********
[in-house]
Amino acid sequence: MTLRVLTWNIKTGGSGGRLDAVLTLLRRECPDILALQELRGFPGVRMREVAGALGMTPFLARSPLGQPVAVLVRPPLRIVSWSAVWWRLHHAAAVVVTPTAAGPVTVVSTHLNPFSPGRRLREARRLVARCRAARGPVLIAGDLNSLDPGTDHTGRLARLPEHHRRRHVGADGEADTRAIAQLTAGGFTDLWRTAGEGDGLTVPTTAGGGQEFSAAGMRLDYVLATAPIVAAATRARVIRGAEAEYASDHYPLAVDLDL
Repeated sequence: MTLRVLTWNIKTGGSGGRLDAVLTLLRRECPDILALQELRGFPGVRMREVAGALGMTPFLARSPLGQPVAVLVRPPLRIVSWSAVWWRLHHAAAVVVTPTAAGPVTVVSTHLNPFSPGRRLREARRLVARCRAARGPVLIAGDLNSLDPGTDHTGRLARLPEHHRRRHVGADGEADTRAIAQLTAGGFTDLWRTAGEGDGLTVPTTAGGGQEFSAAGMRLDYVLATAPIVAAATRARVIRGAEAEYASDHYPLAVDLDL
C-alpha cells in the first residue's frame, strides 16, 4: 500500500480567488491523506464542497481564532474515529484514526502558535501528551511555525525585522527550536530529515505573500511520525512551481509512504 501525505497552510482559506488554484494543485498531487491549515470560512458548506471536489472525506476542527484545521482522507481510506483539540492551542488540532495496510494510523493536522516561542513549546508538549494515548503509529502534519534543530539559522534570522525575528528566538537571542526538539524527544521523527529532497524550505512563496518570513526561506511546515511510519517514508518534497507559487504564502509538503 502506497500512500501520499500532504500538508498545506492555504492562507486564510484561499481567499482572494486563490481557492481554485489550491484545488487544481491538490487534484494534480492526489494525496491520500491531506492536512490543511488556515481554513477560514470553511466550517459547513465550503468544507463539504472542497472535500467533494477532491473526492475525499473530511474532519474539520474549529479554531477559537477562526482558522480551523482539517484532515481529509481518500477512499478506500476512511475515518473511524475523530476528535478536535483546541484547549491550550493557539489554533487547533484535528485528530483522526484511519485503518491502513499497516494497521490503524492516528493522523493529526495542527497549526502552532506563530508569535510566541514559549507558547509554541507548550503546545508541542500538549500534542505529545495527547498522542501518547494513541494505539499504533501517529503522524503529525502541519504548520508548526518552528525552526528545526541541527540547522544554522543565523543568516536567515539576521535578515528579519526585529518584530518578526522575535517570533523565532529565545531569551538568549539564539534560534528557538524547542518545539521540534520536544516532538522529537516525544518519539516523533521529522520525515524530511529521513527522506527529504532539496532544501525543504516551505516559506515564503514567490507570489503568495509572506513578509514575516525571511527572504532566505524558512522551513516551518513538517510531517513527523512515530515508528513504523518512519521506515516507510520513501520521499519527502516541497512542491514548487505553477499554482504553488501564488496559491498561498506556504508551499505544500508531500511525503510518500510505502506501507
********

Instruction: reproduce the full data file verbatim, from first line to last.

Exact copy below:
[in-house]
Amino acid sequence: MTLRVLTWNIKTGGSGGRLDAVLTLLRRECPDILALQELRGFPGVRMREVAGALGMTPFLARSPLGQPVAVLVRPPLRIVSWSAVWWRLHHAAAVVVTPTAAGPVTVVSTHLNPFSPGRRLREARRLVARCRAARGPVLIAGDLNSLDPGTDHTGRLARLPEHHRRRHVGADGEADTRAIAQLTAGGFTDLWRTAGEGDGLTVPTTAGGGQEFSAAGMRLDYVLATAPIVAAATRARVIRGAEAEYASDHYPLAVDLDL
Repeated sequence: MTLRVLTWNIKTGGSGGRLDAVLTLLRRECPDILALQELRGFPGVRMREVAGALGMTPFLARSPLGQPVAVLVRPPLRIVSWSAVWWRLHHAAAVVVTPTAAGPVTVVSTHLNPFSPGRRLREARRLVARCRAARGPVLIAGDLNSLDPGTDHTGRLARLPEHHRRRHVGADGEADTRAIAQLTAGGFTDLWRTAGEGDGLTVPTTAGGGQEFSAAGMRLDYVLATAPIVAAATRARVIRGAEAEYASDHYPLAVDLDL
C-alpha cells in the first residue's frame, strides 16, 4: 500500500480567488491523506464542497481564532474515529484514526502558535501528551511555525525585522527550536530529515505573500511520525512551481509512504 501525505497552510482559506488554484494543485498531487491549515470560512458548506471536489472525506476542527484545521482522507481510506483539540492551542488540532495496510494510523493536522516561542513549546508538549494515548503509529502534519534543530539559522534570522525575528528566538537571542526538539524527544521523527529532497524550505512563496518570513526561506511546515511510519517514508518534497507559487504564502509538503 502506497500512500501520499500532504500538508498545506492555504492562507486564510484561499481567499482572494486563490481557492481554485489550491484545488487544481491538490487534484494534480492526489494525496491520500491531506492536512490543511488556515481554513477560514470553511466550517459547513465550503468544507463539504472542497472535500467533494477532491473526492475525499473530511474532519474539520474549529479554531477559537477562526482558522480551523482539517484532515481529509481518500477512499478506500476512511475515518473511524475523530476528535478536535483546541484547549491550550493557539489554533487547533484535528485528530483522526484511519485503518491502513499497516494497521490503524492516528493522523493529526495542527497549526502552532506563530508569535510566541514559549507558547509554541507548550503546545508541542500538549500534542505529545495527547498522542501518547494513541494505539499504533501517529503522524503529525502541519504548520508548526518552528525552526528545526541541527540547522544554522543565523543568516536567515539576521535578515528579519526585529518584530518578526522575535517570533523565532529565545531569551538568549539564539534560534528557538524547542518545539521540534520536544516532538522529537516525544518519539516523533521529522520525515524530511529521513527522506527529504532539496532544501525543504516551505516559506515564503514567490507570489503568495509572506513578509514575516525571511527572504532566505524558512522551513516551518513538517510531517513527523512515530515508528513504523518512519521506515516507510520513501520521499519527502516541497512542491514548487505553477499554482504553488501564488496559491498561498506556504508551499505544500508531500511525503510518500510505502506501507